Too Much and Never Enough
How My Family Created the World's Most Dangerous Man
by Mary L. Trump, PhD
Review by James M. Flammang
Of all the books about Donald J. Trump that have appeared during the past year or so, two stand apart: (1) Bob Woodward's Rage, issued in September; and, published during the summer, (2) the chronicle of the president's early days written by his niece, Mary L. Trump.
Intriguingly titled Too Much. Not Enough, Ms. Trump's book has an even more suggestive and worrisome subtitle: How My Family Created the World's Most Dangerous Man. Clearly, opinions on the validity of those last four words have helped split Americans into two warring camps.
Ms. Trump writes about her uncle from a pair of unique perspectives: close family member and professional observer of aberrant behavior. Her doctorate and work as a clinical psychologist add a piquant, provocative flavor to descriptions of her uncle's troubling behavior and character traits in childhood and adolescence, as well as young adulthood.
As expected by most of its likely readers, not much is totally new. Many of Mary Trump's revelations were already known, or suspected, by anyone who's been following current affairs fairly closely. Few can be considered shocking, after observing Donald Trump's tenure in the White House – plus his previous larger-than-life presence as a Manhattan celebrity and long-time reality-show star.
Nevertheless, her words are valuable, affirming and expanding upon some of our worst suspicions. Or, in the case of Trump backers – few of whom are likely to read such a volume – gives them additional ammunition, as examples of fictitious allegations issued by Democrats and leftists.
Although niece Mary was only personally present in Donald's household periodically, for family events, she has been privy to plenty of relevant tales and comments. Most chapters deal with Donald Trump's early life, long before he made a serious stab at the political world. She unloads a wealth of memories, recollections, and assertions – many, but by no means all, backed by documentation.
Taken together, those anecdotes that help present an emphatic picture of a budding self-absorbed, narcissistic personality.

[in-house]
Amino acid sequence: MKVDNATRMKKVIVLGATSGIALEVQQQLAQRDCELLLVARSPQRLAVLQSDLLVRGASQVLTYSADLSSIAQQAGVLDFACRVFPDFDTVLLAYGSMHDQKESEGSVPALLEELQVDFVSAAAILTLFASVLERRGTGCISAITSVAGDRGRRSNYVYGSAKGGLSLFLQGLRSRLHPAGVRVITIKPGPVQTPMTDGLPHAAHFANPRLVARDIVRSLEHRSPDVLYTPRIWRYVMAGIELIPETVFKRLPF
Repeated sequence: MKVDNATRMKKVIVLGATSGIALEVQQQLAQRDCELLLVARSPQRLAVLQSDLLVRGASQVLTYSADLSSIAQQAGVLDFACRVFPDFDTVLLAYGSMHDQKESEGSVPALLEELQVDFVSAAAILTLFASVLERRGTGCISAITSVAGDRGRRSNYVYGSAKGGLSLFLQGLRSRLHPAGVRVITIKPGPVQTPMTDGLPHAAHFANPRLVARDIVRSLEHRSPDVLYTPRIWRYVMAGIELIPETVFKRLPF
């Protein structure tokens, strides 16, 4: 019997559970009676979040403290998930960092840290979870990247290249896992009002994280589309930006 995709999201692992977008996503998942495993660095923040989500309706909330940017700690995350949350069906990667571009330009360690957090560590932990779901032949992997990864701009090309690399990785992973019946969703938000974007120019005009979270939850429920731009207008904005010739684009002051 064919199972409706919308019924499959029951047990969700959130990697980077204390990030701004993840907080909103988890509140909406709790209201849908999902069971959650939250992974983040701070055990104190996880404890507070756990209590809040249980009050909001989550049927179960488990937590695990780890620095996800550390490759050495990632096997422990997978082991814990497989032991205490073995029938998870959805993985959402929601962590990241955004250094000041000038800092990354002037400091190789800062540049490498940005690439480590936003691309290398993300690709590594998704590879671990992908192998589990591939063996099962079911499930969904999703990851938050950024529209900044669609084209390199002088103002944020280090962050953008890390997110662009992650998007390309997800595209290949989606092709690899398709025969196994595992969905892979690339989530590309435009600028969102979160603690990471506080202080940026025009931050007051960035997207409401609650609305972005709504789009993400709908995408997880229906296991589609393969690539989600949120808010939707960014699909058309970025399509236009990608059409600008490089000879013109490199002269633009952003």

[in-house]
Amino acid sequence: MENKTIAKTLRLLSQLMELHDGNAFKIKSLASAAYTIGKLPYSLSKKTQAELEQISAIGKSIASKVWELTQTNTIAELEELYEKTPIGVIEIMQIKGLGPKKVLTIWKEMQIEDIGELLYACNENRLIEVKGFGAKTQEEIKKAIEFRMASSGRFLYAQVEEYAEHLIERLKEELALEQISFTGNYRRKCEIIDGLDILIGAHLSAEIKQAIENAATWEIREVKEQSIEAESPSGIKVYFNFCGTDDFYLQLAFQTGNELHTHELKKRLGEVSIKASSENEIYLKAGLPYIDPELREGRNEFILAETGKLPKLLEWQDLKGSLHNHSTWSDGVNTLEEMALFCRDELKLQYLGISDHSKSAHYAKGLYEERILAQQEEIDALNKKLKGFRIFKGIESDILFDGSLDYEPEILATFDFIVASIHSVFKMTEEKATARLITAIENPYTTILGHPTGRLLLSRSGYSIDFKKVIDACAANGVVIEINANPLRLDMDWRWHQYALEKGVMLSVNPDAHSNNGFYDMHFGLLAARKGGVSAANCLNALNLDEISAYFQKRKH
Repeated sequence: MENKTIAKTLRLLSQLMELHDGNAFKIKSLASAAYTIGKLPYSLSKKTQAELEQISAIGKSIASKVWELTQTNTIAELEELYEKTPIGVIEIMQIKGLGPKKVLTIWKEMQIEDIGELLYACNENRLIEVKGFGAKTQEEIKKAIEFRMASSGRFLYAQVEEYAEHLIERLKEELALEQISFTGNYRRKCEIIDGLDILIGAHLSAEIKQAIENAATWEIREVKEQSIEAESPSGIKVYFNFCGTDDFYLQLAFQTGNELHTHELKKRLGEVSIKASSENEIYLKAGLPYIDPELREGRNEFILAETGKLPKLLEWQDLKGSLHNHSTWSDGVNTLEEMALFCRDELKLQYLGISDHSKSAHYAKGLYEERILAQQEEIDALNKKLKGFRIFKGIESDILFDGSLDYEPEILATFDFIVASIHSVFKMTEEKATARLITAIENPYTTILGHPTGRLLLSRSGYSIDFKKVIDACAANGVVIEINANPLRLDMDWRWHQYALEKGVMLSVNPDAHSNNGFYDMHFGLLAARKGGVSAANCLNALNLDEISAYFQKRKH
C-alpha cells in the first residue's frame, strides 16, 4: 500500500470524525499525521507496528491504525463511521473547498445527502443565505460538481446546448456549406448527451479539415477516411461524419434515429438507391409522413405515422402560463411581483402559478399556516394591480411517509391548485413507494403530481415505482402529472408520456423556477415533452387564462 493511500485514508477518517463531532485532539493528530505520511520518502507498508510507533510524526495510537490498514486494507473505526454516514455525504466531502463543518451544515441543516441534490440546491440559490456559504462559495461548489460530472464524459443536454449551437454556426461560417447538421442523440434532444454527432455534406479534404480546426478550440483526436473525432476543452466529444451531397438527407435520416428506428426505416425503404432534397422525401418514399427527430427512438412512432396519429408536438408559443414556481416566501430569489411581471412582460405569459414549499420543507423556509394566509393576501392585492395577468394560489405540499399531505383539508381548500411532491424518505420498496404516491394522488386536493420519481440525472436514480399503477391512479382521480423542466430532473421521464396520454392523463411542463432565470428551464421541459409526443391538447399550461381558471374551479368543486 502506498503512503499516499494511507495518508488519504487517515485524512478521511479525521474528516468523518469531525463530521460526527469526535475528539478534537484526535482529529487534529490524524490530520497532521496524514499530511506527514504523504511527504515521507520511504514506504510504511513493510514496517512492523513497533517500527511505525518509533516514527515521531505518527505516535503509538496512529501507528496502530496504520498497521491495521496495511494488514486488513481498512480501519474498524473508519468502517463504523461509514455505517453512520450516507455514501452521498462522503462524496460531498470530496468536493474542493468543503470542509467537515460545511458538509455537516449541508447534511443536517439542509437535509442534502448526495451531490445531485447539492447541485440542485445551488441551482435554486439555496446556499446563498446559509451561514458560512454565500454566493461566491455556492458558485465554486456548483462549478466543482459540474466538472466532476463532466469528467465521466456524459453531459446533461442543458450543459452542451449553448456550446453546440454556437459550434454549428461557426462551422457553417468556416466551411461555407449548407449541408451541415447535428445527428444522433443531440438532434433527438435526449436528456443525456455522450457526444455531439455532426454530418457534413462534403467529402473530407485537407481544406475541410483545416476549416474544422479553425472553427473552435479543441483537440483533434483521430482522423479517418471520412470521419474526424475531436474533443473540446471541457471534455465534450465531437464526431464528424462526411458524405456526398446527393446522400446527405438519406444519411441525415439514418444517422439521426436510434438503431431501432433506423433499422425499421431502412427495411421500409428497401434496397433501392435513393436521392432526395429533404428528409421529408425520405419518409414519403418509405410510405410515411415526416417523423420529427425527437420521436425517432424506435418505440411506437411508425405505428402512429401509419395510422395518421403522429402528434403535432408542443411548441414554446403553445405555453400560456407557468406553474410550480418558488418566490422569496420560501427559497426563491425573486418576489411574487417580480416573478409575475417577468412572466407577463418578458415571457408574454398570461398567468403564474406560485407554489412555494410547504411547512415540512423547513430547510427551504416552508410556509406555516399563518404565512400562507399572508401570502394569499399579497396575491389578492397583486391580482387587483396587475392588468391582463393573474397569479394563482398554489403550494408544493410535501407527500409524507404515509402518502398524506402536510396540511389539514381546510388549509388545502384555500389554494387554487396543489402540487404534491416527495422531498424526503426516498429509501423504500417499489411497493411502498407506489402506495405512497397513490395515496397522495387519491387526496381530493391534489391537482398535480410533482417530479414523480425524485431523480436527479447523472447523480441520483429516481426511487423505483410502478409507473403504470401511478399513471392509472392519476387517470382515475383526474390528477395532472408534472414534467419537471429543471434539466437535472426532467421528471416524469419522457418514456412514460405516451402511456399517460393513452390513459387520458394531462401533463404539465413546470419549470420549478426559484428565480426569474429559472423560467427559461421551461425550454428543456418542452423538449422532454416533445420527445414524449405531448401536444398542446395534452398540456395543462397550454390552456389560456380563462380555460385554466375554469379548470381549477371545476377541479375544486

One powerful figure looms over the upbringing of Donald J. Trump: his father, Fred. Unhapppy with the business acumen of his eldest son, Fred Jr., the family patriarch made Donald his favorite, conveying some potent lessons for success – along with unadmirable parenting skills.
Promoting her book on Steven Colbert's Late Show, Mary Trump explained that Fred the elder could never "admit weakness" or acknowledge "being wrong." Such traits as empathy and warmth were absent in the Trump household. At the family dinner table, Dr. Trump reports, "dehumanization of people" was common. Insults, threats, mockery, belligerence – those were the sorts of trait s that led to success. So was a sense of superiority, encapsulated by Donald's insistence, early in his presidency, that "I alone can fix this."
Donald absorbed his father's lessons early, exhibiting "increasingly crass, irresponsible, despicable behavior and [he] got away with it all."
Well-organized and easy to read, Too Much and Not Enough has inevitably drawn fire, like other "tell-all" tomes. Trump supporters, Republican officials, and right-wing pundits have charged that Ms. Trump had a personal agenda. Specifically, that her book was payback for being omitted from the family will. In September, she sued Trump and his siblings for fraud, in connection with that blocked inheritance.
Weeks after the release of Ms. Trump's book, a batch of surreptitiously recorded audio tapes surfaced, featuring the voice of Donald's sister, Mary Anne, a retired federal judge. At one point, sister Mary Anne compared Donald to the Frankenstein Monster.
Trump partisans might shriek at such a depiction, branding nearly all of Mary Trump and her aunt's words as lies and "fake news." Progressives, as well as mainstream Democrats, are sure to nod "yes" at much of the text and have little trouble seeing the resemblance between the 45th president and the fictional ogre.
Too Much and Never Enough. 225 pages. Copyright 2020. Simon & Schuster.
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